Given the anxiety that manifests in our day and time across all generations, bearing in mind the alarming statistic provided by the “Information International” such that immigration rates have risen in 2019 alone 42%, one must never forget that turbulent times do no often last, but the loss of a beloved country is certainly eternal. The solution for that notion, however, does not lie in surrender and despair.
Our homeland is the reign of all homelands, and its land is a land of proven holiness. It is the proud owner of one of the world’s richest historical heritage, and its natural treasures are quite unparalleled, as its nature is charming and seldom found in other nations.
My love for our homeland remains strong as I hike its mountains and valleys, and I take you along my journeys through my articles and social media platforms to perhaps fortify your relations with our country and persuade you to rather admire its history and natural wealth. I also encourage you to venture into our villages and support the purchase of locally produced goods whilst preserving our nature’s cleanliness and purity, because I firmly believe that our nature is our identity.
I had previously shared a photo-based article about Tannourine and Balou Balaa on my blog and Annahar Website, as I wish to reflect on the beauty of the area enveloped in snow after I spent a wonderful weekend in Batroun District – specifically Chatine which is located in Tannourine and known for its traditional beautiful houses.
Tannourine is considered one of the largest villages in Lebanon, as it extends over an area of approximately 90 square kilometers. Chatine and Balou Balaa are located within this area of the Batroun District in North Lebanon Governorate. The district extends across the coast, meeting at both sides of the West Lebanon Mountain Range, where the Muneitra Summit lies reaching an altitude of 2700m, above sea level on an area of approximately 278 square kilometers. It is well-known that it contains one of the most beautiful reserves in Lebanon, the Tannourine Cedar Forest Nature Reserve. Roaming around it granted me a myriad of unmatched picturesque views, and what drew my attention was the presence of recycled waste containers across the area, hence raising awareness regarding the importance of recycling for the environment. Below are some snapshots from last week for you to enjoy. I also would like to draw your attention to some works on the road ahead for your own caution and safety.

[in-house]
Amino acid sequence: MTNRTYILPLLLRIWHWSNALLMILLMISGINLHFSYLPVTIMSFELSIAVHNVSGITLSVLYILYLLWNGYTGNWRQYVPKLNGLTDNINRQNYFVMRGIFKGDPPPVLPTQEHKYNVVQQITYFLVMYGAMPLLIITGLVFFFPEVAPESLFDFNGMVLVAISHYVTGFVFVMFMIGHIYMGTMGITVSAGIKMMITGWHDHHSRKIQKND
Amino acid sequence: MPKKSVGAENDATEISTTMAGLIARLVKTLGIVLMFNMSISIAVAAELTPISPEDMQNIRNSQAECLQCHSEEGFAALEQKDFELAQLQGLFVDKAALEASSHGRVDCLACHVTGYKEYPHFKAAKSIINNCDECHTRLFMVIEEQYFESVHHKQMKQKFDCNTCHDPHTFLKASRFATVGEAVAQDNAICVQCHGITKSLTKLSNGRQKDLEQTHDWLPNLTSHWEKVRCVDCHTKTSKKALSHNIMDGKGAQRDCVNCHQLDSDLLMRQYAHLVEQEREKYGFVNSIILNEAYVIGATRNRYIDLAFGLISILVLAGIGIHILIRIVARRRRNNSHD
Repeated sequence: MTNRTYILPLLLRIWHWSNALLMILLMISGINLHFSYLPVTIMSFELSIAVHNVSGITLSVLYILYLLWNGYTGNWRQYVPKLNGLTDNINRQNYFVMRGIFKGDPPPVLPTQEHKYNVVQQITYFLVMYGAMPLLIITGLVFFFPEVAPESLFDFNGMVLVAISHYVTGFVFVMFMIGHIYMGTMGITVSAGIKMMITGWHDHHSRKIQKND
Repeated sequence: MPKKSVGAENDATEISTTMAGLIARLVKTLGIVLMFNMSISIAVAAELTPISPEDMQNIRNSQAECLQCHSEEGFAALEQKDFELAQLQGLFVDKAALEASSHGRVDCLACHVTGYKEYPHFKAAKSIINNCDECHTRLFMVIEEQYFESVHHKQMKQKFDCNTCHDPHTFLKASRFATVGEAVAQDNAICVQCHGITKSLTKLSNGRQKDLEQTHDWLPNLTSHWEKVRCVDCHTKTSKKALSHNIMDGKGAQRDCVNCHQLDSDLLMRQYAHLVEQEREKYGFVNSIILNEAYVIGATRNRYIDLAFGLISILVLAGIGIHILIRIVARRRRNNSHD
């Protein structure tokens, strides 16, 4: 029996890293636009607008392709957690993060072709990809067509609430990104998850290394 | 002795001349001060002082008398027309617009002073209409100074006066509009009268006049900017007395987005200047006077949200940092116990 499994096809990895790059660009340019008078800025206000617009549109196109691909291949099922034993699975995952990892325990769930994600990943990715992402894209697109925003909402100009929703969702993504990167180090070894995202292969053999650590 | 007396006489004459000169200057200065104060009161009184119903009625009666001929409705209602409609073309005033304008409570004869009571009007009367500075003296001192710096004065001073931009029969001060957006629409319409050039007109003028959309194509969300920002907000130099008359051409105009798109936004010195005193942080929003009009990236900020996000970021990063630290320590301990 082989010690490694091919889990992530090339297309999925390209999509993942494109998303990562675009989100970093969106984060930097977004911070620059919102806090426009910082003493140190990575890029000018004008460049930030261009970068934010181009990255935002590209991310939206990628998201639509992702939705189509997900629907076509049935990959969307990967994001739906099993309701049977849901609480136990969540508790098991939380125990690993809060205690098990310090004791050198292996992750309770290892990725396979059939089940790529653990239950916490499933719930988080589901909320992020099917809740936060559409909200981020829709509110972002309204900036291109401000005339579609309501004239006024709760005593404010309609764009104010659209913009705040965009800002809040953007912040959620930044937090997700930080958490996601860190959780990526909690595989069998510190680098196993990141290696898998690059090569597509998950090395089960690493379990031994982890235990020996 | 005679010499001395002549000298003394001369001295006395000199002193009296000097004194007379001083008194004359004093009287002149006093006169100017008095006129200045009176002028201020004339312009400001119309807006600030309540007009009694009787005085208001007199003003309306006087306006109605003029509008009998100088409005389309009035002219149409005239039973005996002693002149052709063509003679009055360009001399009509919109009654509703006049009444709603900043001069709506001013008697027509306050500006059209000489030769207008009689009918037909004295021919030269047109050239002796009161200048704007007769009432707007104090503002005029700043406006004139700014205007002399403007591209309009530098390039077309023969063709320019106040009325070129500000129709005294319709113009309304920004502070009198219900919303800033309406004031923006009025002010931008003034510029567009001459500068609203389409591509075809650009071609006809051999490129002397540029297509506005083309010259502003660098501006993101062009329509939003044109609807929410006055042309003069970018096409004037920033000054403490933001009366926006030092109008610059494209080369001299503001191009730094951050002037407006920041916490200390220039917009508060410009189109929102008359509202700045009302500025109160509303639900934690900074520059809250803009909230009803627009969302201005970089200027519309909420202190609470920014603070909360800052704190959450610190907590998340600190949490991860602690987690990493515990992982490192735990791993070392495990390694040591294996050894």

Going back to Chatine, it is about 98km from Beirut and is at 1450m above sea level. I had reached it from Batroun after Bijdarfil and Wata el Houb; another road is through Jbeil, Ehmej, and Laqlouq.
This magnificent village consists of several historic churches, and the ancient houses cannot help but admire their beauty.
Like most villages, the land of Chatine is cultivated entirely, and apple trees are the most abundant. Here, I added a few shots from a trail that I hiked back in Spring and I would like to point out that the area attracts cycling enthusiasts as well!
It is quite necessary to pass Baatara Gorge Waterfall (Balou Balaa), but some may find it difficult to go down due to heavy snow. It is known to be one of the most important domestic and international destinations, and on the list of known explorers and adventure seekers, given that it is one of the most ancient landmarks that took millions of years’ worth of refinement to mold in its current manner. It is also known as the Pithole of the Three Bridges, with the waters of Laqlouq, Balaa, and Upper Tannourine flowing into it to form a gorgeous waterfall that is perceived as one of the most beautiful waterfalls in the world, as mentioned in “The Guardian” lately. The waterfall penetrates the natural rocky bridges at a depth of 255m!
With this, I bid you goodbye until our next meeting and do not miss my travels and articles on:
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